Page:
12. Compelling circumstances: In such a circumstance Imam Ali (A) waived the punishment against a woman who was compelled to commit adultery.

13. A case of mistake, where, say, a man commits adultery with a woman thinking that she is his wife. For example he may mistake his wife’s sister for his wife.

14. Reduced level of punishment for women: For example a woman is not killed if she commits apostasy. The difference between this and the example of a previous case (no. 7) is that the previous case was concerned with Ta’zir punishment and in this case it is concerned with Hadd punishment.

15. Punishment may not be carried out in certain places such as in enemy land, or in the Holy Mosque (in Makkah). For example when someone commits an offence and seeks refuge in a holy mosque.

16. Punishment may not be carried out at certain times, e.g. punishing a thief when there is a famine.

17. Punishment may not be carried out when there is doubt. The Prophet (S) said, “punishments are waived by doubt (or uncertainties).” This concerns any aspect of the case; whether the judge, the witness or the offender.

18. Punishment my not be carried out in extreme weather conditions, i.e. when it is very hot or very cold.

19. “The establishment of an Islamic government annuls whatever preceded it.” as reported from Imam Ridha, (A).

20. “Islam annuls whatever preceded it.” i.e. one may not be punished for offences (committed) before becoming Muslim.

21. “Iman annuls whatever preceded it.”, i.e. one may not be punished for offences committed before guidance to the teachings of Ahl-ul-Bayt 58.

22. If one commits a ‘good’ deed, it annuls a ‘bad’ one, as stated by some of the scholars of Islamic jurisprudence.

In a report, Imam Sadiq (A) narrates that during the government of Imam Ali (A), a man was brought to him on suspicion of murder. He was found in a derelict place holding a bloodstained knife, and standing next to a slain man in a pool of blood. Imam Ali (A) asked the man “what do you have to say?” The man replied, “I killed him.”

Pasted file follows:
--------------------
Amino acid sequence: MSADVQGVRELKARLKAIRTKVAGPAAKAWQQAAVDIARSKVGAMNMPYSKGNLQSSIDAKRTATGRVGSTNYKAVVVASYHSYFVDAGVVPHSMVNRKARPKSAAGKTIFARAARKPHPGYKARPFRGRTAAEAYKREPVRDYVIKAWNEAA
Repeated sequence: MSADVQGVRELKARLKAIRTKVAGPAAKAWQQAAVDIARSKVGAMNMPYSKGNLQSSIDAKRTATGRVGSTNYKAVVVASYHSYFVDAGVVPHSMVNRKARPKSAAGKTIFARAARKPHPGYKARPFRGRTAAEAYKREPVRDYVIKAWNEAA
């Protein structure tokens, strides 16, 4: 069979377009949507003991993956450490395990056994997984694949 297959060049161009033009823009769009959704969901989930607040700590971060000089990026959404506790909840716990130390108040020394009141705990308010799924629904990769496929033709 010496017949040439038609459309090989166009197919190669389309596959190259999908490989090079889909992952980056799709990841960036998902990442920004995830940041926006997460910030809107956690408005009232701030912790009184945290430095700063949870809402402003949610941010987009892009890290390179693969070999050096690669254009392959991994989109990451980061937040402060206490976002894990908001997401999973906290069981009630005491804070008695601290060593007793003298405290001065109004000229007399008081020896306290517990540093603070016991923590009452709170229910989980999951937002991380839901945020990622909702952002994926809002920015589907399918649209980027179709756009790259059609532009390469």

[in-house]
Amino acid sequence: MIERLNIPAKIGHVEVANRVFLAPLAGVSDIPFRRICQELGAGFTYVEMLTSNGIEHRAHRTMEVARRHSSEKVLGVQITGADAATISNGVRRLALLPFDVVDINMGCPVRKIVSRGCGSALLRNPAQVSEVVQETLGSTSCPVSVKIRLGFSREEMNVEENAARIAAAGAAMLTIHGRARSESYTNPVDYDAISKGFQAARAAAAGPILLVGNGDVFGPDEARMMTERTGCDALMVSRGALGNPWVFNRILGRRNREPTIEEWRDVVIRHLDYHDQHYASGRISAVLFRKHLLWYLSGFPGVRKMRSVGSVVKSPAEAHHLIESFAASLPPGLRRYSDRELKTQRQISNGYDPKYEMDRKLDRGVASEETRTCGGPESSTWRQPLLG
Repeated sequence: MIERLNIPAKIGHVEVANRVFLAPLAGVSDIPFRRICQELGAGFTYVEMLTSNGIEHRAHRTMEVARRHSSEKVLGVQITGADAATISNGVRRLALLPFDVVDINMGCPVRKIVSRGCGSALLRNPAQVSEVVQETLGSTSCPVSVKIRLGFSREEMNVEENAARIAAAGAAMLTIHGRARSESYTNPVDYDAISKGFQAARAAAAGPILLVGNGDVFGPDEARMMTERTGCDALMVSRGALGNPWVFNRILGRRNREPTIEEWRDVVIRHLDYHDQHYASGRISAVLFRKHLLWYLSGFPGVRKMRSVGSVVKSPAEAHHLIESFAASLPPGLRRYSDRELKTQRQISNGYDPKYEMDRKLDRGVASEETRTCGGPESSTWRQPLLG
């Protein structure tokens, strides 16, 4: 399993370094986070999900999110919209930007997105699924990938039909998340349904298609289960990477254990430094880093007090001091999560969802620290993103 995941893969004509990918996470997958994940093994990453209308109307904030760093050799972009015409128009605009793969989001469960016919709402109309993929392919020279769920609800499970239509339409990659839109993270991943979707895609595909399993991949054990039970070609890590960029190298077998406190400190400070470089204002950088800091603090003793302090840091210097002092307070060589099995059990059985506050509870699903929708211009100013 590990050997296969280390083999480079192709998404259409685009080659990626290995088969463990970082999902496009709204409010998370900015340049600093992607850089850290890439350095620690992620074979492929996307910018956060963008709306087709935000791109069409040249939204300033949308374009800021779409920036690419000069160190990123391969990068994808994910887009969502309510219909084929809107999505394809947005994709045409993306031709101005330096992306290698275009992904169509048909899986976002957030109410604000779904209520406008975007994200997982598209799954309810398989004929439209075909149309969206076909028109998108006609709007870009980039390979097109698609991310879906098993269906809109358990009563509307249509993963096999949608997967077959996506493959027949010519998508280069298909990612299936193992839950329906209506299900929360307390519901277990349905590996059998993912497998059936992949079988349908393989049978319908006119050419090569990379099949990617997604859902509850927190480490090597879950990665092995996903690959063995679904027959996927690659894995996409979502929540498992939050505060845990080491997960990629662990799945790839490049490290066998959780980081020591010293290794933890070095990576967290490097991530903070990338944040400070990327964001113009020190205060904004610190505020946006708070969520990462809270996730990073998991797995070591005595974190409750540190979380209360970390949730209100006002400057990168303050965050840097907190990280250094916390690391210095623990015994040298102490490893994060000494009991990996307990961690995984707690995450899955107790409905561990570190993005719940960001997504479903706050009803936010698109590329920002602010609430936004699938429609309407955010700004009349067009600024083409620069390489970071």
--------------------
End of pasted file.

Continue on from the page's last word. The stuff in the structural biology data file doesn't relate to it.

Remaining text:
Imam Ali ordered him to be detained. When he was taken away, another man rushed to Imam Ali (A) and said, “I killed the man.” Imam Ali (A) said to the first man “what made you confess to the murder?”

The man replied “I could not have said (otherwise) when these people had seen me with a bloodstained knife in my hand standing next to a slain man in a pool of blood. I admitted this in fear of being beaten to make the confession. In fact I had just slaughtered a sheep nearby. As I needed to pass water I went to that derelict place, where I noticed the murdered man and I went to take a closer look. At that moment these people arrived and saw me at the scene.”

Imam Ali (A) said take these two to (Imam) Hassan (A) and ask him for the ruling for their case. After hearing their stories, Imam Hassan (A) said, tell Amir-ul-Mu’minin (Imam Ali (A)) that: “If he (the second man) killed the man, he also gave life to this man (the first man). Allah the Almighty says (in the Qur’an):

{ … And if anyone saved a life, it would be as if he saved the life of the whole people.} 59

Therefore they both go free and the blood money for the killed man is taken from the public fund (the treasury).

These are some of the many examples that can be found within the Islamic jurisprudence, Teachings of the Prophet (S) and (Islamic) history.